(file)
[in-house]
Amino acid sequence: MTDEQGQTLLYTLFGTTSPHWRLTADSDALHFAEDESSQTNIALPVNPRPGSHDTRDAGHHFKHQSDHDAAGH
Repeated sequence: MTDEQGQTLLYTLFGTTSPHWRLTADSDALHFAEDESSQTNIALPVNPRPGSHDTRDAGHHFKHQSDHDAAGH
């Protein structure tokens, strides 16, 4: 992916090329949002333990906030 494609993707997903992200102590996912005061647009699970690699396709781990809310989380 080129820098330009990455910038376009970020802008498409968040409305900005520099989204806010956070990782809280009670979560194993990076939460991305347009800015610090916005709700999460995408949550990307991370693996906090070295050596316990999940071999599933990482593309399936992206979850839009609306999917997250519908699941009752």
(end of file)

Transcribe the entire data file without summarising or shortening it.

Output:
[in-house]
Amino acid sequence: MTDEQGQTLLYTLFGTTSPHWRLTADSDALHFAEDESSQTNIALPVNPRPGSHDTRDAGHHFKHQSDHDAAGH
Repeated sequence: MTDEQGQTLLYTLFGTTSPHWRLTADSDALHFAEDESSQTNIALPVNPRPGSHDTRDAGHHFKHQSDHDAAGH
């Protein structure tokens, strides 16, 4: 992916090329949002333990906030 494609993707997903992200102590996912005061647009699970690699396709781990809310989380 080129820098330009990455910038376009970020802008498409968040409305900005520099989204806010956070990782809280009670979560194993990076939460991305347009800015610090916005709700999460995408949550990307991370693996906090070295050596316990999940071999599933990482593309399936992206979850839009609306999917997250519908699941009752």